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28 June 1999

The French exception is on a roll

Lionel Jospin has snubbed the Third Way - with excellent results, writes David Lawday

By David Lawday

He really is a stubborn fellow, Lionel Jospin. The French prime minister receives some wonderful tips from Tony Blair on how to run France and refuses to follow them. After all, Blair gets things right, doesn’t he? True, Europe rather eludes him. But elsewhere the British PM has shored up the west’s moral high ground. Right on Kosovo. Right on economic liberalism. Right on refusing to see politics in terms of right and left (being modern’s the thing). Right on recruiting big fellows such as Bill Clinton and Gerhard Schroder as co-religionists. Sensible countries ought to have no hesitation about marching with Blairism.

Not all countries, though, are sensible. The mad thing about France is that not only does it balk at Blairism, it is doing rather well out of the heresy. Under Jospin, who locates himself squarely on the left – the old left, he might rib Blair – the “French exception” appears to be on a roll. Dire warnings from liberal capitalist visionaries in America and Britain that France has got it all hopelessly wrong remain, well, dire warnings. Jospin stands his ground. “The Third Way? The new centre? No thank you. I prefer to follow our own path.” The French left does not imitate, it has its own original face. Yes to the market economy, Jospin incants, but no to the market society.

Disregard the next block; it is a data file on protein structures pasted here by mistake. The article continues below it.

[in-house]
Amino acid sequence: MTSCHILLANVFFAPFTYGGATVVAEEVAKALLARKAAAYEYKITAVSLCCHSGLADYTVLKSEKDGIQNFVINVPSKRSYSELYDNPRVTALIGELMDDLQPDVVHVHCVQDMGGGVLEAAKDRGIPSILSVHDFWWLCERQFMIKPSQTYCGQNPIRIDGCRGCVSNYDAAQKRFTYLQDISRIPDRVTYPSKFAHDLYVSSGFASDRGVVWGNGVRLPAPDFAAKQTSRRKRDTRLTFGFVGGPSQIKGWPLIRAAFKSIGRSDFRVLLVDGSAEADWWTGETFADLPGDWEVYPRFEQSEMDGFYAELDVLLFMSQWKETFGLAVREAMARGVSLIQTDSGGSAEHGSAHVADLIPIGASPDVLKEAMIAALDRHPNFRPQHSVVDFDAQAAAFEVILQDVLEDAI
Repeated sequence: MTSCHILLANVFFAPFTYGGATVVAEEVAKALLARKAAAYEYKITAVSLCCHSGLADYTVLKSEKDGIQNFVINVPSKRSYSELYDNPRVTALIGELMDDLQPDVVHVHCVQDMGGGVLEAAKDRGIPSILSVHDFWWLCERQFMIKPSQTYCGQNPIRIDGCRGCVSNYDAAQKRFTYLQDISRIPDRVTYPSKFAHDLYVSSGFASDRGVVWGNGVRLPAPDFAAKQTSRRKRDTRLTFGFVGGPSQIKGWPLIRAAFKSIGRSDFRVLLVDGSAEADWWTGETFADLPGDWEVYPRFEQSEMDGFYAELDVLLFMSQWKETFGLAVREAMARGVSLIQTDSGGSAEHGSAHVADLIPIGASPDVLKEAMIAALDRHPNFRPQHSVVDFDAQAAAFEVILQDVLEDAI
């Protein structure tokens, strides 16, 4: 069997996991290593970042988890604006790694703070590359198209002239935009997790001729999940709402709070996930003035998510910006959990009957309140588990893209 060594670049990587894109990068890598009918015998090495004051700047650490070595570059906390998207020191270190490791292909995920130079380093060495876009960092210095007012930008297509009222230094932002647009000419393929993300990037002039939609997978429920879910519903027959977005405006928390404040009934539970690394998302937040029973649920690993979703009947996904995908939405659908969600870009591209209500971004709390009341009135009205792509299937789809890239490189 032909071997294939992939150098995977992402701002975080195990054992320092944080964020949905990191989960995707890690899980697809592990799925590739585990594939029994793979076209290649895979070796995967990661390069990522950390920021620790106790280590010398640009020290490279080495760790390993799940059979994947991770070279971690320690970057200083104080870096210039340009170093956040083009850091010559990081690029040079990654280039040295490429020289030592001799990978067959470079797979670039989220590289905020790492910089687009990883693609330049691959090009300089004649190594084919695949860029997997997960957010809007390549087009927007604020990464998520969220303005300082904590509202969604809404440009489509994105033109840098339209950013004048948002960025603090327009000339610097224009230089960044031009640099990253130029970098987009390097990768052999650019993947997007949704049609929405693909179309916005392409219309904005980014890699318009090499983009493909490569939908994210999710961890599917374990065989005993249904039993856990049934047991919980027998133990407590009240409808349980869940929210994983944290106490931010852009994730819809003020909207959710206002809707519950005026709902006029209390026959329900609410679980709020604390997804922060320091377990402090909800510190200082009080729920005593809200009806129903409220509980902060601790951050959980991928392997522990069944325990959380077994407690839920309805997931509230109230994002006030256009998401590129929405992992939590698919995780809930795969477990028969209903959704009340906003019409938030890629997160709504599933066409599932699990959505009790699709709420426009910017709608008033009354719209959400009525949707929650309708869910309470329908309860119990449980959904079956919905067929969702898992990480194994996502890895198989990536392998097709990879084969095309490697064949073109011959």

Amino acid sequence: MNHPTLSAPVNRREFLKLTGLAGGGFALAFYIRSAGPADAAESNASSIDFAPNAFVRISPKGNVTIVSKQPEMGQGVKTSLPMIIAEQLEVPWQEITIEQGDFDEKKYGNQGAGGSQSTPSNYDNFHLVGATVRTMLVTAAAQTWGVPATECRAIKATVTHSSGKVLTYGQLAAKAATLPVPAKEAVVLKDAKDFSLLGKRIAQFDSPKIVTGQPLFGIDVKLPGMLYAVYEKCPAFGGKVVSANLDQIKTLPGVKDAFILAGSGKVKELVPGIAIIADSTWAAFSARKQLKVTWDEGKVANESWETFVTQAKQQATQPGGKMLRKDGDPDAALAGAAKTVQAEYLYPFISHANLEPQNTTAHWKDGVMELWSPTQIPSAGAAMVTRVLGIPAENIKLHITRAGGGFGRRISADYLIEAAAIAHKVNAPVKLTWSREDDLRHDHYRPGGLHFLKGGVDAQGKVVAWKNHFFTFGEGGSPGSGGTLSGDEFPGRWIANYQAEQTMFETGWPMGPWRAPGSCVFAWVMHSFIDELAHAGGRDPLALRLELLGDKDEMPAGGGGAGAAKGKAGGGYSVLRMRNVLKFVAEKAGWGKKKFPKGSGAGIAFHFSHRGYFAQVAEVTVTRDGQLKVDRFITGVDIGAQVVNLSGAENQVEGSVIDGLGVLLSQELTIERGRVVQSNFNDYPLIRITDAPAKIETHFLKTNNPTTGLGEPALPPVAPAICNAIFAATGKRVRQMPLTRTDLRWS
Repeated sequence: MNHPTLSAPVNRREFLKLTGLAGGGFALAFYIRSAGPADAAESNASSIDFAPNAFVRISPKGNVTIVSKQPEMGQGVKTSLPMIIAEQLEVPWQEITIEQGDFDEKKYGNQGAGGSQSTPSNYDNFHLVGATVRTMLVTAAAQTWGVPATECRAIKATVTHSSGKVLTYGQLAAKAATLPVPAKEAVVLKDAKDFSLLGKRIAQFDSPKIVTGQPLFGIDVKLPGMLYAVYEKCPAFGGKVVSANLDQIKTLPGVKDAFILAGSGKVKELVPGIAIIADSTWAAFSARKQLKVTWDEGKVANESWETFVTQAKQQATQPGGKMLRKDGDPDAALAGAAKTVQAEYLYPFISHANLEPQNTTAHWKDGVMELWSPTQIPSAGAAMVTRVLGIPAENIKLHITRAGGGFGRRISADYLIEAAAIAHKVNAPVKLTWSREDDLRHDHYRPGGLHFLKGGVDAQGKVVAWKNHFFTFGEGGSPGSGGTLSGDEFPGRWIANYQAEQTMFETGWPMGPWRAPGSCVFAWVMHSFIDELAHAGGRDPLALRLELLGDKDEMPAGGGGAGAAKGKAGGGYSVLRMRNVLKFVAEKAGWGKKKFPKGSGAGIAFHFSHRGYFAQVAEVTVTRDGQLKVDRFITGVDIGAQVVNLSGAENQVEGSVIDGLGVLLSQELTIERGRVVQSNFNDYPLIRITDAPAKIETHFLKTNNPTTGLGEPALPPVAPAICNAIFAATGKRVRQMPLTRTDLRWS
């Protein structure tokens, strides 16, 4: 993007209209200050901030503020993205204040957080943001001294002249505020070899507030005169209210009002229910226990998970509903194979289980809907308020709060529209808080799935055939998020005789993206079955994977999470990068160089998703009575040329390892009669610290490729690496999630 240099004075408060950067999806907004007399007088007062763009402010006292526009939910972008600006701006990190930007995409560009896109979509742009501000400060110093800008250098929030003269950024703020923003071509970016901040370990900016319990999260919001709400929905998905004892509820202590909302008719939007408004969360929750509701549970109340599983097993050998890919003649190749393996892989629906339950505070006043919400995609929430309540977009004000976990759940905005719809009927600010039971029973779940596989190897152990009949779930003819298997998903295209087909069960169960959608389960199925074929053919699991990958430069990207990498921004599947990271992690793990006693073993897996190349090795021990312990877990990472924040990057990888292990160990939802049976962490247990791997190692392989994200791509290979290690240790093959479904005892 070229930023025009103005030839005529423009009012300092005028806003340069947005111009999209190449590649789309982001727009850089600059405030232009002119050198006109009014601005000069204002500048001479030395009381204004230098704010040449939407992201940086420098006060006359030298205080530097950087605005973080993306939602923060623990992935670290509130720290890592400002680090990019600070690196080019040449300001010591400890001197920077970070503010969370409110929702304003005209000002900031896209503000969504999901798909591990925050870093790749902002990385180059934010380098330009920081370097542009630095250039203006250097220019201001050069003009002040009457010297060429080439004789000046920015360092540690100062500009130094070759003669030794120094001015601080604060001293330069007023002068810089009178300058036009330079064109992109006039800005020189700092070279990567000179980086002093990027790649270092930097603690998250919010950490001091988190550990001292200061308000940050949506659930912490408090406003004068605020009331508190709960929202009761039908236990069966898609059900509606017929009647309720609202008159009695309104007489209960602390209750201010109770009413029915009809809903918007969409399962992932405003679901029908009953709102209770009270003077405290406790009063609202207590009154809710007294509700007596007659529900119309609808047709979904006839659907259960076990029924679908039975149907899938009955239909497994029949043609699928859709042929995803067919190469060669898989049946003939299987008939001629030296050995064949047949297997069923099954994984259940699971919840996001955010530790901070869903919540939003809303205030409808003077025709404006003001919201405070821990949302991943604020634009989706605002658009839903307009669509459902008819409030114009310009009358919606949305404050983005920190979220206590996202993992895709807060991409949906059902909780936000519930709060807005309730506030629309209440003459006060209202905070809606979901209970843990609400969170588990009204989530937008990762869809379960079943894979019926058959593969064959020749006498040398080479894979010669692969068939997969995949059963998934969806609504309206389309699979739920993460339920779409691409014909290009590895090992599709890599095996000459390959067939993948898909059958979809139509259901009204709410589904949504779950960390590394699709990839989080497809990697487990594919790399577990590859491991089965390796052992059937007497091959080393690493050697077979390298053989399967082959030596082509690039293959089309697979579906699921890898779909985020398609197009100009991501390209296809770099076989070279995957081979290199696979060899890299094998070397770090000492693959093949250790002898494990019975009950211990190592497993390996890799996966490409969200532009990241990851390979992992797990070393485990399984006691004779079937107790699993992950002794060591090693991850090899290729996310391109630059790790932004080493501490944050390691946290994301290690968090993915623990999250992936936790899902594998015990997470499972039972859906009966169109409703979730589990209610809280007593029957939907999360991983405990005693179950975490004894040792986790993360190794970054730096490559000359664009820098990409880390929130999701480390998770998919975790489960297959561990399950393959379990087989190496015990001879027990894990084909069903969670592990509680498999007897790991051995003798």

You would think Jospin finds virtue in being wrong. Any duffer knows France is overtaxed, inflexible and handcuffed by regulation. Unpardonably centralised, too. The state just won’t step back. Actually it can’t step back. At its head, strong as ever, is a masterful political-administrative elite schooled precisely to maintain the state’s grasp.

When Blair and Schroder argue, as they do in their recent Third Way/Neue Mitte manifesto, that high public spending and state meddling in the market are the road to ruin, who else but France can they be waving their warning finger at? Deluded Jospin, with what he calls his government of the plural left – socialists, communists, greens – thinks being modern is to marry expensive welfare with a free-ish market and somehow, under the state’s organising genius, make it work. Poor chap.

Yet France is working. Frankly, it’s almost an insult to Blairism. Economic growth of 3.2 per cent was racily higher than either Britain’s or Germany’s last year and looks set to continue. The highly taxed French are spending. Inflation is so low you can’t see it. The budget deficit stays sagely within the tight bounds set by membership of the euro. The country continues to run up trade surpluses that Gordon Brown can only envy. If they could admit it, the French may be better salesmen than lovers. Jospin’s France even permits itself extraordinary experiments such as the 35-hour working week. Put down as a reckless national skive by Third Way fans, the reform promises some practical, albeit unplanned, economic advantages: while missing its stated aim of reducing unemployment, it is ushering in a new age of labour flexibility.